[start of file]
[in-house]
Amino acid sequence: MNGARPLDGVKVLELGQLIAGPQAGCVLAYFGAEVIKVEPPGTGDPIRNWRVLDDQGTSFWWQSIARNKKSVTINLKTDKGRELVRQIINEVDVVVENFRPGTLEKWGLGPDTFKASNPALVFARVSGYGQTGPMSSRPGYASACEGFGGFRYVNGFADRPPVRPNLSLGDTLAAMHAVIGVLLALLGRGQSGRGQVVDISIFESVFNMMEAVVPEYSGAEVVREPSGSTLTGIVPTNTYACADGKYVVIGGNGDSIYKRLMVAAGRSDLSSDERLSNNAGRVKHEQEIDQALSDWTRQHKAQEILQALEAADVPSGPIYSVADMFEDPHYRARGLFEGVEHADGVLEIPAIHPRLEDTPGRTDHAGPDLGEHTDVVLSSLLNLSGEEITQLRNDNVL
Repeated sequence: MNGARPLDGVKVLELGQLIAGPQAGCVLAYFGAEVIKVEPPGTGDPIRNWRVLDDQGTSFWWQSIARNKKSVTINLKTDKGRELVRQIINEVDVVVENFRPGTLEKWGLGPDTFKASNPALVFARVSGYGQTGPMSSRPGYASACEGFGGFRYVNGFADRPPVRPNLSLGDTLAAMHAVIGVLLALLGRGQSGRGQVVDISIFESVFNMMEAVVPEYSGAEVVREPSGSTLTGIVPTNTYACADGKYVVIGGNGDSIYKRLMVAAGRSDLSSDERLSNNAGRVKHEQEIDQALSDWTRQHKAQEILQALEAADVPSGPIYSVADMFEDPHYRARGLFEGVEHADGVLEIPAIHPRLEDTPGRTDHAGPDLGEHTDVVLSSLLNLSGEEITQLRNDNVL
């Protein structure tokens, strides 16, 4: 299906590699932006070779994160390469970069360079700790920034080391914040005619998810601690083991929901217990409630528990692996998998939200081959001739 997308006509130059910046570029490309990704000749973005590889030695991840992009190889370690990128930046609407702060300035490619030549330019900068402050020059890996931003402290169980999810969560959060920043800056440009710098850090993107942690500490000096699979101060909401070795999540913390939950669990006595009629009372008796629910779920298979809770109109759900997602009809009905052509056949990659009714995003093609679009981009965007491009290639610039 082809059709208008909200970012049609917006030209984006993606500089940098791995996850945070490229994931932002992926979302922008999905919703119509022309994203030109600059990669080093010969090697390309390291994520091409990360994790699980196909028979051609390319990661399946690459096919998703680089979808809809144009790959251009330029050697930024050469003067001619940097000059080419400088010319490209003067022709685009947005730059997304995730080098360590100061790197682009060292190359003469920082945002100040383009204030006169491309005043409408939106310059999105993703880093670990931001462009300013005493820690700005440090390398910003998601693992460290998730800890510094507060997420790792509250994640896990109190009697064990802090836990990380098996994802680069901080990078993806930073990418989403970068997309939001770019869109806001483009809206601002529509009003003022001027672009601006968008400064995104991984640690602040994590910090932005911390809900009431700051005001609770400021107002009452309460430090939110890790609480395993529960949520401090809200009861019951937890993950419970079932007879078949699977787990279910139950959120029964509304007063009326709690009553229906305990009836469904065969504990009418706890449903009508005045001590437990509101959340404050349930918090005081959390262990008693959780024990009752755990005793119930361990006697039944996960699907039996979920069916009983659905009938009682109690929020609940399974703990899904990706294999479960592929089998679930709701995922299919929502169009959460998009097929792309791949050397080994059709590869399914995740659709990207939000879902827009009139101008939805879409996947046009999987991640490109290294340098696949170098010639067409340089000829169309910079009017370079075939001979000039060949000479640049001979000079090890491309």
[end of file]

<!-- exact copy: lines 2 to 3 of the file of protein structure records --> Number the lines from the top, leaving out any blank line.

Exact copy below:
Amino acid sequence: MNGARPLDGVKVLELGQLIAGPQAGCVLAYFGAEVIKVEPPGTGDPIRNWRVLDDQGTSFWWQSIARNKKSVTINLKTDKGRELVRQIINEVDVVVENFRPGTLEKWGLGPDTFKASNPALVFARVSGYGQTGPMSSRPGYASACEGFGGFRYVNGFADRPPVRPNLSLGDTLAAMHAVIGVLLALLGRGQSGRGQVVDISIFESVFNMMEAVVPEYSGAEVVREPSGSTLTGIVPTNTYACADGKYVVIGGNGDSIYKRLMVAAGRSDLSSDERLSNNAGRVKHEQEIDQALSDWTRQHKAQEILQALEAADVPSGPIYSVADMFEDPHYRARGLFEGVEHADGVLEIPAIHPRLEDTPGRTDHAGPDLGEHTDVVLSSLLNLSGEEITQLRNDNVL
Repeated sequence: MNGARPLDGVKVLELGQLIAGPQAGCVLAYFGAEVIKVEPPGTGDPIRNWRVLDDQGTSFWWQSIARNKKSVTINLKTDKGRELVRQIINEVDVVVENFRPGTLEKWGLGPDTFKASNPALVFARVSGYGQTGPMSSRPGYASACEGFGGFRYVNGFADRPPVRPNLSLGDTLAAMHAVIGVLLALLGRGQSGRGQVVDISIFESVFNMMEAVVPEYSGAEVVREPSGSTLTGIVPTNTYACADGKYVVIGGNGDSIYKRLMVAAGRSDLSSDERLSNNAGRVKHEQEIDQALSDWTRQHKAQEILQALEAADVPSGPIYSVADMFEDPHYRARGLFEGVEHADGVLEIPAIHPRLEDTPGRTDHAGPDLGEHTDVVLSSLLNLSGEEITQLRNDNVL